68% of Americans are very concerned that unemployment will remain high. Largely consistent with fearsof higher inflation, 45% are very concerned that interest rates will climb. Even after the sharp recovery on Wall Street over the past year, 35% are very concerned that the stock market will fall -- possibly reflecting, at least in part, the percentage of Americans who are significant investors in the stock market.
The FOMC statement last week suggests that "the pace of economic recovery is likely to be moderate for atime," and goes on to note that "substantial resource slack [is] continuing to restrain cost pressures."Gallup's economic data supportthe idea of a moderate economic recovery .Gallup's underemployment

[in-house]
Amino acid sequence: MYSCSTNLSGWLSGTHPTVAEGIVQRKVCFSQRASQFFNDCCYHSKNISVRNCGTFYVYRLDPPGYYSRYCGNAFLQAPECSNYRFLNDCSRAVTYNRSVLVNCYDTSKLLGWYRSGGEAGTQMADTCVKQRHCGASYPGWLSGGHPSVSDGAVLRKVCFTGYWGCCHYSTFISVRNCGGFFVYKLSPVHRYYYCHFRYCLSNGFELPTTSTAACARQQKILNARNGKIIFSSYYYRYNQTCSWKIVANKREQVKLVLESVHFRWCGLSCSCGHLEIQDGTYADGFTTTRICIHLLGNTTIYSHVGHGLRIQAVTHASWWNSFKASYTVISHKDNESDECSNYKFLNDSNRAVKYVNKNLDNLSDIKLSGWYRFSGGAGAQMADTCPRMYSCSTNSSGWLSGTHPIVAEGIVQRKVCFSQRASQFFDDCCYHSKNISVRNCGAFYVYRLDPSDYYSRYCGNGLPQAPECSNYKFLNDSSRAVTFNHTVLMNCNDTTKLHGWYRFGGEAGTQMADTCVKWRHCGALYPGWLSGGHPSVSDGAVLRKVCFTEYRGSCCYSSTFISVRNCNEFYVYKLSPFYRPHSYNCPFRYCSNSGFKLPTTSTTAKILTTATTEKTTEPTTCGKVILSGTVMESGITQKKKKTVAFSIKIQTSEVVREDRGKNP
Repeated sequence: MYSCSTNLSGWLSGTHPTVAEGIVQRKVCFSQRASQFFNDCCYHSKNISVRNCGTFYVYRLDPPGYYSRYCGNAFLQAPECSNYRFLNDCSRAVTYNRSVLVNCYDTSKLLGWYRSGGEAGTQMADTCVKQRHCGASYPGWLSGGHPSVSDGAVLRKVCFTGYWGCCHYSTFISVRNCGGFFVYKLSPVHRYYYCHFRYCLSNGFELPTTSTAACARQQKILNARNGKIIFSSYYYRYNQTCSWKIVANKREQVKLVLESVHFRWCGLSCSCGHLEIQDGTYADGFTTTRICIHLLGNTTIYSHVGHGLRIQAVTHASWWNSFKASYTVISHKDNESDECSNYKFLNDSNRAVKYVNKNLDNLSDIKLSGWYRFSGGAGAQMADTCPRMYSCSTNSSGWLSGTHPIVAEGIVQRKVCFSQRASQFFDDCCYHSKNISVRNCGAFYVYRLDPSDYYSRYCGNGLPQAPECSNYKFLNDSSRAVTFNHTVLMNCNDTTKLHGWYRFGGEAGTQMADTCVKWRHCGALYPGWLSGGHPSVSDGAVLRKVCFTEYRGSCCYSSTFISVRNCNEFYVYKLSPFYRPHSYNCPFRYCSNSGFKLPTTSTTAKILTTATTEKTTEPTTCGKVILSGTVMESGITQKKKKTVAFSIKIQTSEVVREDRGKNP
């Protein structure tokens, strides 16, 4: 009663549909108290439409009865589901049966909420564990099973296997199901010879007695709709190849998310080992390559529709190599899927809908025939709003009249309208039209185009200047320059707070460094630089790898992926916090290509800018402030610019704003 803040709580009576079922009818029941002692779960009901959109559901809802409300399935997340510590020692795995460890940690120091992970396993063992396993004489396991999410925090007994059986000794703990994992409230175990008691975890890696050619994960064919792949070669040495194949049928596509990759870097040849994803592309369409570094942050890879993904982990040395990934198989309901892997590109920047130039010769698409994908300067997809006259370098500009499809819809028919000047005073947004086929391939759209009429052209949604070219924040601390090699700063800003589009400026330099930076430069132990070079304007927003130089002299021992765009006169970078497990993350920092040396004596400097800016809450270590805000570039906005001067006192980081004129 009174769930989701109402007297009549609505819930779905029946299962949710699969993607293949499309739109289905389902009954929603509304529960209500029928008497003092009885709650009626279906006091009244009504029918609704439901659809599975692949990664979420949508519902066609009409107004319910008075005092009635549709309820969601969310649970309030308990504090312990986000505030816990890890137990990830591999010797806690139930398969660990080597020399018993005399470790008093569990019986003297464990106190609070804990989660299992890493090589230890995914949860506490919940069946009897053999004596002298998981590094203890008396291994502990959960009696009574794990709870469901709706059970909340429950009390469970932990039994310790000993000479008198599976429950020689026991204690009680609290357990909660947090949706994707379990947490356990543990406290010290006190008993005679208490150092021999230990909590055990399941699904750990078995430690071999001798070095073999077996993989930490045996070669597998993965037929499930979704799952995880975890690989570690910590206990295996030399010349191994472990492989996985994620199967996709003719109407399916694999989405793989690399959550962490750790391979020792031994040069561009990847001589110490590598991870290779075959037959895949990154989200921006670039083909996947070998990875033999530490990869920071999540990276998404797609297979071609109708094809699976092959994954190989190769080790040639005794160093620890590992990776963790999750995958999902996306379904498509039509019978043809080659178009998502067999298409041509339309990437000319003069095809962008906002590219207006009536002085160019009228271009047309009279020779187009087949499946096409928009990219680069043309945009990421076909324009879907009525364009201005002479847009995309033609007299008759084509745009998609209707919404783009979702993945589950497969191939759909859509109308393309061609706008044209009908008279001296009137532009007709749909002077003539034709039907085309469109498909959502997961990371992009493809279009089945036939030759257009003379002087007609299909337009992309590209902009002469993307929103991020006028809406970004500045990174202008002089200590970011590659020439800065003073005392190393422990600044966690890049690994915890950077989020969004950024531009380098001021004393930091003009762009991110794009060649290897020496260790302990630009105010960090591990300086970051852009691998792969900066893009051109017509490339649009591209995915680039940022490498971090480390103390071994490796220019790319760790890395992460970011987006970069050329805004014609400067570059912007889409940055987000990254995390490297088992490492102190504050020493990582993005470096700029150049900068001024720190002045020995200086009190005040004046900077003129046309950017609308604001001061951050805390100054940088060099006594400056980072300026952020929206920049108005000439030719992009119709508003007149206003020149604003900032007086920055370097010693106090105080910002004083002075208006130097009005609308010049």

dataalso help explain why so many are concerned that unemployment will remain high.However, it is not clear that slack in the U.S. economy is going to keep prices low. For example, theBureau of Labor Statistics reported two weeks ago that producer prices increased by 6.1% in March on a year-over-year basis. Gas prices, a component of producer prices, are up 80 cents per gallon, or 39%,compared with a year ago.While the FOMC might point to the relative stability of producer prices minus food and energy -- theseincreased 0.8% in March year over year -- to support its claims about inflation, Americans can't simply exclude food and energy costs from their monthly expenses. Nor, it appears, do they exclude them fromtheir expectations for future inflation.It is not difficult to justify keeping interest rates at historic lows, given 19% underemployment andsubdued inflation. However, if Americans' inflation fears are correct, then the Federal Reserve may facesome increasingly difficult policy decisions. Flooding the economy with money when inflation is surging isa much easier decision politically than economically. Increasing interest rates as midterm electionsapproach is just the reverse.
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